Stew of Discontent:“Middle Class” Americans' Economic Populism in the 1990s and BeyondHumanity & Society
- Class consciousness,
- Social classes,
- Middle class,
- United States
AbstractThis article highlights the hidden subtlety of ordinary Americans' economic populist sentiment, a longstanding and politically pivotal form of popular resentment concerning class inequalities. Based on my research in the late 1990s, I describe how economic populist attitudes in the United States can be much more complex than suggested in the relevant literature. I use data from interviews with a small number of “ordinary middle class” Americans to illustrate little known nuances in these attitudes and to highlight how such subtleties are overlooked in prevailing characterizations of public opinion. I suggest that the oversight is the result of the fragmentary nature of the study of U.S. class consciousness. I call for critical reflection on underlying biases that may obstruct a more integrated approach, and I explain how a more holistic perspective on economic populist attitudes may be used to mobilize subordinate class discontent in the United States more effectively.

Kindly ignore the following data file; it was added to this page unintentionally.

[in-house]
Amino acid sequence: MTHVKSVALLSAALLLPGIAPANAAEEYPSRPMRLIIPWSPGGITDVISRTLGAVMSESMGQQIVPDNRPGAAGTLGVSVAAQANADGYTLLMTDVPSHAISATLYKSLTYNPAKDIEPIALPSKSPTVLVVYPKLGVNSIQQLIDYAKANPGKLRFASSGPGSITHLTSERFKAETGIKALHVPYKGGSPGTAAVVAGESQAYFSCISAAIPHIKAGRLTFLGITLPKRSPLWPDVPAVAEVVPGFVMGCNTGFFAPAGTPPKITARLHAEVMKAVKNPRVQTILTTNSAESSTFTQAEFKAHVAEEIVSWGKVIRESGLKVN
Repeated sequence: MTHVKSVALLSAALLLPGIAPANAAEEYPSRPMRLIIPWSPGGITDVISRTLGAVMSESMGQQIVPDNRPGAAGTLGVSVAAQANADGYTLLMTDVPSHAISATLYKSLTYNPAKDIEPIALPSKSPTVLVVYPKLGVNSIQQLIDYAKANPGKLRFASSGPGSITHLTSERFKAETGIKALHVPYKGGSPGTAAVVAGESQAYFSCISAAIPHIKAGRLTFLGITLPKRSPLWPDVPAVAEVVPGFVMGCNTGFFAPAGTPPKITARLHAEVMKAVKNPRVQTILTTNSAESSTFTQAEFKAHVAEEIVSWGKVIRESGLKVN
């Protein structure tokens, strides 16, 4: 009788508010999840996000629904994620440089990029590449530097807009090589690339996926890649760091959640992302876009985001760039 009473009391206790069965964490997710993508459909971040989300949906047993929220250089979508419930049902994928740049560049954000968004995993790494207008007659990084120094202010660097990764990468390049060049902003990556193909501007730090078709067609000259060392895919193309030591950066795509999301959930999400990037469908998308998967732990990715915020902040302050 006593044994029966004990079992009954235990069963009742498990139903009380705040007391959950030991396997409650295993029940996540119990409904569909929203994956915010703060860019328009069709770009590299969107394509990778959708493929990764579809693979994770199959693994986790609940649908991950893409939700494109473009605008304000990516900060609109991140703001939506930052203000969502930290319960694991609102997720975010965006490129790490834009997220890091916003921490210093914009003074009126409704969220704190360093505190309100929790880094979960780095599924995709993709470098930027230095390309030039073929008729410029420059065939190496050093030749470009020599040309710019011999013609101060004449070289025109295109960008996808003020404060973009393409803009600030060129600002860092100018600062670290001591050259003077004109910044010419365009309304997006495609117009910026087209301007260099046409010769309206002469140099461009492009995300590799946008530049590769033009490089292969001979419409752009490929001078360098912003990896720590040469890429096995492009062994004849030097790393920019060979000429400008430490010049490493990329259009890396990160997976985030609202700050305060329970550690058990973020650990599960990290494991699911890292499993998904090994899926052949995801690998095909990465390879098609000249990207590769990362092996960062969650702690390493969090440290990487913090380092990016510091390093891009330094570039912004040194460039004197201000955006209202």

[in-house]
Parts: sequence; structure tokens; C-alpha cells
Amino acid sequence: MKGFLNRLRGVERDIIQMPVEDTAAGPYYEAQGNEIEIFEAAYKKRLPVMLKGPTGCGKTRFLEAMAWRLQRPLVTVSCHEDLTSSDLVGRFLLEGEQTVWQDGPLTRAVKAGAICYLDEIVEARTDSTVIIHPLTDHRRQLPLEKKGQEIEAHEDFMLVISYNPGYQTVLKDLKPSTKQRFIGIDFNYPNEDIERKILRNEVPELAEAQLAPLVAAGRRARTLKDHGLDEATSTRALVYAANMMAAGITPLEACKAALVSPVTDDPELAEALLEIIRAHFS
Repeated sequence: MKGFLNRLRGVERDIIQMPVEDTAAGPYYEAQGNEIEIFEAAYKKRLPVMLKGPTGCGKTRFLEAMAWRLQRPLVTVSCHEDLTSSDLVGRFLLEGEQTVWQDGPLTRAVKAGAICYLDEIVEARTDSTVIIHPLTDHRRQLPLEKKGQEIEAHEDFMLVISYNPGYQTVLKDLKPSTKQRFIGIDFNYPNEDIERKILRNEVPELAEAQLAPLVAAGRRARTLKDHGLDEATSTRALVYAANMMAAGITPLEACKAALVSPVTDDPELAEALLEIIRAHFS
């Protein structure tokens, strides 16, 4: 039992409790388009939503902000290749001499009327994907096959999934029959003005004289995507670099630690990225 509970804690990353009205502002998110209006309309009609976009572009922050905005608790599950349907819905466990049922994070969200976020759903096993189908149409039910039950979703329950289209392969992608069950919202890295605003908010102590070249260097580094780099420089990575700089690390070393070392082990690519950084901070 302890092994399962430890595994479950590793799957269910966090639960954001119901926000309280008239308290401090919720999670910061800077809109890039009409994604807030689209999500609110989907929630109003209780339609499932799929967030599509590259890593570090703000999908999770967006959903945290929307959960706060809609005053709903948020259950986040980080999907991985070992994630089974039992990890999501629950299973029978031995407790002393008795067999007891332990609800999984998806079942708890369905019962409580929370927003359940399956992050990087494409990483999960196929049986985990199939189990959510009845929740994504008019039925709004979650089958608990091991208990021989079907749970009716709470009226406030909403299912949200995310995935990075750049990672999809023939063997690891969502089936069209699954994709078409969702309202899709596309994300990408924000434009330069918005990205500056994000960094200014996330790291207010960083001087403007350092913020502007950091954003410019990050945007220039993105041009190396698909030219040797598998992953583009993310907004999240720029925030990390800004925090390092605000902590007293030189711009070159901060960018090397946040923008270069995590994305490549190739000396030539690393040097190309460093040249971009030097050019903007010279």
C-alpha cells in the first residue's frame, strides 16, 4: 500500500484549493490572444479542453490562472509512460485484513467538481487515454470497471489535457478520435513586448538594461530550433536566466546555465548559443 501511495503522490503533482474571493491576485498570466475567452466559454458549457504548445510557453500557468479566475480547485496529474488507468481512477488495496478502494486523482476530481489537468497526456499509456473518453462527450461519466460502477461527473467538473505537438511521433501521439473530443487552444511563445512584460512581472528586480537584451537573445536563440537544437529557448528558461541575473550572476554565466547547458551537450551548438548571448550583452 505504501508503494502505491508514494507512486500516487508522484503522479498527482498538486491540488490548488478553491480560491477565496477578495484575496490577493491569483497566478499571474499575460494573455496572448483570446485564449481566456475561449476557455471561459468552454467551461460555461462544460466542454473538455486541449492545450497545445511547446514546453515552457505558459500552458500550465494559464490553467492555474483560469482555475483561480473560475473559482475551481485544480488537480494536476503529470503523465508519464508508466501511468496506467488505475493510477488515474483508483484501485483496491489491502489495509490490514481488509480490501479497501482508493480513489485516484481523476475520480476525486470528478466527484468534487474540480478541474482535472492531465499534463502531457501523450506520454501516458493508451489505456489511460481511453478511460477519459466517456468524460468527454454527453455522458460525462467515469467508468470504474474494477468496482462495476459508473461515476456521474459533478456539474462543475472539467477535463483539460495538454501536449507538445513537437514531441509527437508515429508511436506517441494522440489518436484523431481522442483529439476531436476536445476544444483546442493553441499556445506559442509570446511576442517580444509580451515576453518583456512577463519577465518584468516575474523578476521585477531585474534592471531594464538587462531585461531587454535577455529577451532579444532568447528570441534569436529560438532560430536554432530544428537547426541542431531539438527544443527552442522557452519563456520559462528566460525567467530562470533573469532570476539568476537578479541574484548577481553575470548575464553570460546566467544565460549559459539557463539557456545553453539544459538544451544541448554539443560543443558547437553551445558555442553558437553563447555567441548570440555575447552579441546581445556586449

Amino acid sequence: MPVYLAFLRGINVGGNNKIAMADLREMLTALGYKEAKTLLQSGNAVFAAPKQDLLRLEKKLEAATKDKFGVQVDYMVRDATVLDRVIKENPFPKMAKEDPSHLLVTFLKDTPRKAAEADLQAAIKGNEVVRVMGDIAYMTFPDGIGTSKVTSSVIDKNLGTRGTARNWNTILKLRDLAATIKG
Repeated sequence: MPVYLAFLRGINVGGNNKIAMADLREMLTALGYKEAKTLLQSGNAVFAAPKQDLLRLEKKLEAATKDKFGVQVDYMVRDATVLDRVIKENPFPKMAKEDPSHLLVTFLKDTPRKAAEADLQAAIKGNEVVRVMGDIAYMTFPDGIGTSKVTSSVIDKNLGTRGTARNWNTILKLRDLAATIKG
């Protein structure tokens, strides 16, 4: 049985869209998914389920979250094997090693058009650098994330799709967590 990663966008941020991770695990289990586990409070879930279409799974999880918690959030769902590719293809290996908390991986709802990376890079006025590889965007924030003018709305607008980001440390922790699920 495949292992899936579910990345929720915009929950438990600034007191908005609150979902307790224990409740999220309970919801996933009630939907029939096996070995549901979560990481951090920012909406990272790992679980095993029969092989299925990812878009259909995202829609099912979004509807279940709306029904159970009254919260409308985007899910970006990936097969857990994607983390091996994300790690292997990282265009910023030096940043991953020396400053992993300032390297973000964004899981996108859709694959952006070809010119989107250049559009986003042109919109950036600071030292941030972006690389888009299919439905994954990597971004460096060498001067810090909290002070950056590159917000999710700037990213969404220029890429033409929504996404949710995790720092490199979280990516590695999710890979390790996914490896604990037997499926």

Citation InformationJonathan Martin. "Stew of Discontent:“Middle Class” Americans' Economic Populism in the 1990s and Beyond" Humanity & Society Vol. 34 Iss. 4 (2010) p. 350 - 378
Available at: http://works.bepress.com/jonathan_martin/6/